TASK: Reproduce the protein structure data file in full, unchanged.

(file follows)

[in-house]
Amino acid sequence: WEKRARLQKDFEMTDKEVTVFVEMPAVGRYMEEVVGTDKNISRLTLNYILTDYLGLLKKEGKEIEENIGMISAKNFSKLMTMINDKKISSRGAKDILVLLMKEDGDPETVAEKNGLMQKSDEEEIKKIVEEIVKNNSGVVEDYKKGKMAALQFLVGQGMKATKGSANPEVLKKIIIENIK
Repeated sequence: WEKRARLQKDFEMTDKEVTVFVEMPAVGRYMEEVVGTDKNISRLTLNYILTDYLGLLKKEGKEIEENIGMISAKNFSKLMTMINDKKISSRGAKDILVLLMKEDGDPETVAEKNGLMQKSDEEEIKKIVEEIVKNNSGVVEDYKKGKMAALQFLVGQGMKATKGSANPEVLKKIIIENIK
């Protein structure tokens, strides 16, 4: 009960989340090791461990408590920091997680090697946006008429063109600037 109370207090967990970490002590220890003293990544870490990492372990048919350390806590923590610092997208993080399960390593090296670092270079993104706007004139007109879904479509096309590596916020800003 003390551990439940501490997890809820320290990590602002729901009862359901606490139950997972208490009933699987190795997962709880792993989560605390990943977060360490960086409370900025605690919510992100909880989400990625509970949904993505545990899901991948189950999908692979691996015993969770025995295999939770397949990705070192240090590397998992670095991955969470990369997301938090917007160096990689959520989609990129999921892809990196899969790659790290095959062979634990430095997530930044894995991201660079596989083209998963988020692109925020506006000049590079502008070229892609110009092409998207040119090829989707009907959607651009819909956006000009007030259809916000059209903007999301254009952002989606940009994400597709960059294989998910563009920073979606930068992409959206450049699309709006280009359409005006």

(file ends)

[in-house]
Amino acid sequence: WEKRARLQKDFEMTDKEVTVFVEMPAVGRYMEEVVGTDKNISRLTLNYILTDYLGLLKKEGKEIEENIGMISAKNFSKLMTMINDKKISSRGAKDILVLLMKEDGDPETVAEKNGLMQKSDEEEIKKIVEEIVKNNSGVVEDYKKGKMAALQFLVGQGMKATKGSANPEVLKKIIIENIK
Repeated sequence: WEKRARLQKDFEMTDKEVTVFVEMPAVGRYMEEVVGTDKNISRLTLNYILTDYLGLLKKEGKEIEENIGMISAKNFSKLMTMINDKKISSRGAKDILVLLMKEDGDPETVAEKNGLMQKSDEEEIKKIVEEIVKNNSGVVEDYKKGKMAALQFLVGQGMKATKGSANPEVLKKIIIENIK
């Protein structure tokens, strides 16, 4: 009960989340090791461990408590920091997680090697946006008429063109600037 109370207090967990970490002590220890003293990544870490990492372990048919350390806590923590610092997208993080399960390593090296670092270079993104706007004139007109879904479509096309590596916020800003 003390551990439940501490997890809820320290990590602002729901009862359901606490139950997972208490009933699987190795997962709880792993989560605390990943977060360490960086409370900025605690919510992100909880989400990625509970949904993505545990899901991948189950999908692979691996015993969770025995295999939770397949990705070192240090590397998992670095991955969470990369997301938090917007160096990689959520989609990129999921892809990196899969790659790290095959062979634990430095997530930044894995991201660079596989083209998963988020692109925020506006000049590079502008070229892609110009092409998207040119090829989707009907959607651009819909956006000009007030259809916000059209903007999301254009952002989606940009994400597709960059294989998910563009920073979606930068992409959206450049699309709006280009359409005006």